Come to the Wedding Feast

Jesus came into the world to be a light to the world. He came to preach the good news about the kingdom of God. He came to bear witness to the truth. Jesus came “to seek and to save that which was lost” and to call sinners to repentance. 1Timothy 1:15 states,” this is a faithful saying, and worthy of all acceptation, that Christ Jesus came into the world to save sinners; of whom I am chief.” Jesus says “the Son of Man came not to be ministered unto, but to minister, and to give His life a ransom for many.” Who makes up the “many” and how does one become part of this “many?”

In Matthew 22:14 Jesus makes the statement, “for many are called, but few are chosen.” Jesus makes this statement in the context of the marriage supper of the Lamb. In this story Jesus likens the kingdom of heaven to the story of a king who prepared a feast to celebrate the marriage of his son. He instructed his servants to send out special invitations to come to this great feast. Many are invited to the feast and one by one, they all found excuses not to come. The King even sent more servants to remind and encourage those who had received invitations to come to the feast. Once again, they declined the invitation; it was not that they could not come; they simply refused to do so. The King then instructed his servants to go out into the highways and byways and to invite “all they found” to come to the feast.

In looking at this passage it is clear that Jesus’ reference to those who received invitations was a reference to the Jews. The King is no doubt a reference to God Himself and the son who was getting married, a reference to Jesus. In this story there is also a picture of man’s depravity painted for us. Instead of accepting the invitations, these men rejected those invitations. To further demonstrate man’s depravity Jesus said they not only refused to come, some killed the messengers who brought the invitations. The King became furious and put those murderers to death and even burned up their cities. The king’s instruction for the servants to go out into the highways and byways is clearly a direct reference to taking the gospel message to the Gentiles. Their instructions were clear: “invite everyone you see to the wedding.” Here is a clear cut picture of the universal invitation to come and sit at the table of the wedding feast of the lamb. This invitation is open to all who will come. There are no doubt that there were more invitations given out than those that we re accepted. There were individuals who like those who had the original invitations refused to come for whatever reason. It is entirely possible that some who did get the original invitations could have been among those on the highways and byways who did ultimately come to the feast. The focus here is not on those who were invited but those who accepted the invitation and came. This might be questionable if this was where the story ended; it is not.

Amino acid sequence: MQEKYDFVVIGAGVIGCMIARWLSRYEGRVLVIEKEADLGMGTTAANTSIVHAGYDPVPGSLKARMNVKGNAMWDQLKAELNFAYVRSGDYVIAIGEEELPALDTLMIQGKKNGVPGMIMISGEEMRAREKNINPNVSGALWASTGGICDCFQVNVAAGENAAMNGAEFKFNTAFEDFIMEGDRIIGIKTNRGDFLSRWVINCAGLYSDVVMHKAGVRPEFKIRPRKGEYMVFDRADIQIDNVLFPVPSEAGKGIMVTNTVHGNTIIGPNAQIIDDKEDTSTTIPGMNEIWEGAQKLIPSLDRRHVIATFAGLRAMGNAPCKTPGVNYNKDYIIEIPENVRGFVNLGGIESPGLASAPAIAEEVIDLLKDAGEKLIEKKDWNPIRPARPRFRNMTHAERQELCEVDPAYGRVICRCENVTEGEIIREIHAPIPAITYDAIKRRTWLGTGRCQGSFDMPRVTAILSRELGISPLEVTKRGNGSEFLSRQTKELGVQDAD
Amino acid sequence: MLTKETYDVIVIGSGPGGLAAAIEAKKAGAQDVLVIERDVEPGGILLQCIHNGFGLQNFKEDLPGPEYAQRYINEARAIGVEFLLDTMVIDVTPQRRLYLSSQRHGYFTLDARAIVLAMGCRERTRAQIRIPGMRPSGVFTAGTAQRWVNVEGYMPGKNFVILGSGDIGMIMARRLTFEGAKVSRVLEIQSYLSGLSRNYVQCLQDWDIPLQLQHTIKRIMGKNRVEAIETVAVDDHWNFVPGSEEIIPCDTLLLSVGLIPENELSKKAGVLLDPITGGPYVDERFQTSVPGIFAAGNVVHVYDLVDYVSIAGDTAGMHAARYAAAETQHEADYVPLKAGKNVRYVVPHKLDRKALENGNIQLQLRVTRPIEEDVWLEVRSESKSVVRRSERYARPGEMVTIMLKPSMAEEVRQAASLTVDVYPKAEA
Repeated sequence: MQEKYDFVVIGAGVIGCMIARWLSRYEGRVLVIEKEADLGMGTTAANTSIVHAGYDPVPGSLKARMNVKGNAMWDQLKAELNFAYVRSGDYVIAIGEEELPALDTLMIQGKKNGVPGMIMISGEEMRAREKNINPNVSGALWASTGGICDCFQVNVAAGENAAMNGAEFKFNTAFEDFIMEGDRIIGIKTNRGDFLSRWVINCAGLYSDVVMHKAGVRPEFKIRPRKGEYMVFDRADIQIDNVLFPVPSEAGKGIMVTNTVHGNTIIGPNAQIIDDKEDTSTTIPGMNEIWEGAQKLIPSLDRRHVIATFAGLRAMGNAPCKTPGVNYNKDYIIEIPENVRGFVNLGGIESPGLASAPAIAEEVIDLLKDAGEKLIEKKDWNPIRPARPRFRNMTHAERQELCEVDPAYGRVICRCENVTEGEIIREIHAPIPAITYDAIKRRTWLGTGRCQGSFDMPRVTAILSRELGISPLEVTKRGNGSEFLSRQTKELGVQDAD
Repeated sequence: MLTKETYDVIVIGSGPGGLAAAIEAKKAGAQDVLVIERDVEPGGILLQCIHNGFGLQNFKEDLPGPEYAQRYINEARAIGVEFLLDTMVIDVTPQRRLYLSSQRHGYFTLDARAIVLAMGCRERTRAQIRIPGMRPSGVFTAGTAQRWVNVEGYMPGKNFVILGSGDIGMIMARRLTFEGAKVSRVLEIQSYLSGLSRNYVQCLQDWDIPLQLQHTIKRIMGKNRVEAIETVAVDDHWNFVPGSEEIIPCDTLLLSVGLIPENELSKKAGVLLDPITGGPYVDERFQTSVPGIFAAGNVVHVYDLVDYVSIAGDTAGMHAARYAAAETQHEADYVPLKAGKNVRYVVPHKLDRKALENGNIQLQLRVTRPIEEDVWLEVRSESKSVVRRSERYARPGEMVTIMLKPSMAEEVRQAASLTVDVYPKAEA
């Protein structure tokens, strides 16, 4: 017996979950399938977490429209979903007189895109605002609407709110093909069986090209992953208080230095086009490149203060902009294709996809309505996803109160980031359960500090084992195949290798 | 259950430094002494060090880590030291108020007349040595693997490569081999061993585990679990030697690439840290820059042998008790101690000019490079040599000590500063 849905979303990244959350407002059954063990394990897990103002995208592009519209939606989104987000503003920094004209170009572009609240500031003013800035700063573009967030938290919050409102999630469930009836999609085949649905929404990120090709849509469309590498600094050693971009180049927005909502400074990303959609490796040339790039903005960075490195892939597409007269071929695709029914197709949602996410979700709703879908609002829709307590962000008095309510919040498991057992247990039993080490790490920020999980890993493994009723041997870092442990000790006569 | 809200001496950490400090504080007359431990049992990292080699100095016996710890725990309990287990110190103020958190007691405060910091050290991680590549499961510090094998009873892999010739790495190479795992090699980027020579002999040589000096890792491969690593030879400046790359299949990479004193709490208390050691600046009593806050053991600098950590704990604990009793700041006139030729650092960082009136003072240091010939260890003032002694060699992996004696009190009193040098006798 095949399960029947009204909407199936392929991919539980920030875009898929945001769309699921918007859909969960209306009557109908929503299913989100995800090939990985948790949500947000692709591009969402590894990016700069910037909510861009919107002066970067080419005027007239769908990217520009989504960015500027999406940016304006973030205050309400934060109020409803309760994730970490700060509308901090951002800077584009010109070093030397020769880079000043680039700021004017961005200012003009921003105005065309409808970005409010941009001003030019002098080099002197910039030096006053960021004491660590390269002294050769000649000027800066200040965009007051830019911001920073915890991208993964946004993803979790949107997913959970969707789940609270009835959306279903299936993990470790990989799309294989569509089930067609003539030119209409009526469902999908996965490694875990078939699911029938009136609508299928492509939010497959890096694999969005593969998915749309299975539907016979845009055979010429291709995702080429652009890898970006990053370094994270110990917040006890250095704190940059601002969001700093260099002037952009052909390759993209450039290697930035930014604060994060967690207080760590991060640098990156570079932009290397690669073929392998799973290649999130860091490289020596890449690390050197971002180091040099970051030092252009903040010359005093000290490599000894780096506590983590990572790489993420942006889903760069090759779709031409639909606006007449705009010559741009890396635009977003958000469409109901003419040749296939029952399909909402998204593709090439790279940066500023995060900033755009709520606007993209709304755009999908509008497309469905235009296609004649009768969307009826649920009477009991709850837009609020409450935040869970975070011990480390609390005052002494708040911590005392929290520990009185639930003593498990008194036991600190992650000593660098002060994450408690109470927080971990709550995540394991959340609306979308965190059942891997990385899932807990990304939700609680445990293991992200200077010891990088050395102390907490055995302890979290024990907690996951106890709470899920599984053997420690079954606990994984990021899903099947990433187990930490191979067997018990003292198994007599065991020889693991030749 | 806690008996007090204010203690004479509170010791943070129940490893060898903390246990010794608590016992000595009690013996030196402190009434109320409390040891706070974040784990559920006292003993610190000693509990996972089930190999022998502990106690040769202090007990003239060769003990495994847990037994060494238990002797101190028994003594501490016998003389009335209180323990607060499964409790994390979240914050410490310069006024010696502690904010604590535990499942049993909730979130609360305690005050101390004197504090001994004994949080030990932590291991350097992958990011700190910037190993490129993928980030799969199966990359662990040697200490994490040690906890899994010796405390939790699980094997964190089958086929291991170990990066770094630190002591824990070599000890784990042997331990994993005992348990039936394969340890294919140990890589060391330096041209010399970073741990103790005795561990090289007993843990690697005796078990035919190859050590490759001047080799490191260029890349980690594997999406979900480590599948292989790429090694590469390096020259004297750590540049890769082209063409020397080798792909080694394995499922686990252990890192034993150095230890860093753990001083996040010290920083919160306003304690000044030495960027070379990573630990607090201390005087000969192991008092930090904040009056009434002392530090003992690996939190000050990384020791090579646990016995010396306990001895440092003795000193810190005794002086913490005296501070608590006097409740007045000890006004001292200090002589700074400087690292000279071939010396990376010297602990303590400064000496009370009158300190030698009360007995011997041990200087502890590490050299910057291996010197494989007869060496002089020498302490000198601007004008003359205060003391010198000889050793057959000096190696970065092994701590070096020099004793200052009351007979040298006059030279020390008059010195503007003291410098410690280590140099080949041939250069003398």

The king entered the banquet hall and looked at all of the people seated at the tables. As he looked around the room, he saw one who was not wearing a wedding garment. The King asked the man a very simple question, “Friend, how did you come in here without a wedding garment?” Jesus says the man was speechless; he had no excuse. The King then ordered his servants to bind the man’s hands and feet and take him from the feast and cast him into outer darkness and into torment. This man had no excuse for not wearing the wedding garment for these garments were not brought by the guests; the garments were provided to the guests as they came to the wedding feast. This man made the mistake of arrogantly thinking what he had to wear was as good as the garment offered to him. It was not.

Jesus conclusion to this story is summed up in the statement, “for many are called, but few are chosen.” In Jesus’s own illustration of salvation the invitation is virtually open to all. The invitation itself is universal in scope. But the focus is not on those who have been invited but rather on those who have come to dine at the table. Those who chose to accept the invitation were accepted at the feast. They were given wedding garments to put on and a seat at the table. One guest chose to come but he refused the wedding garment that was offered to him and he was excluded from the feast.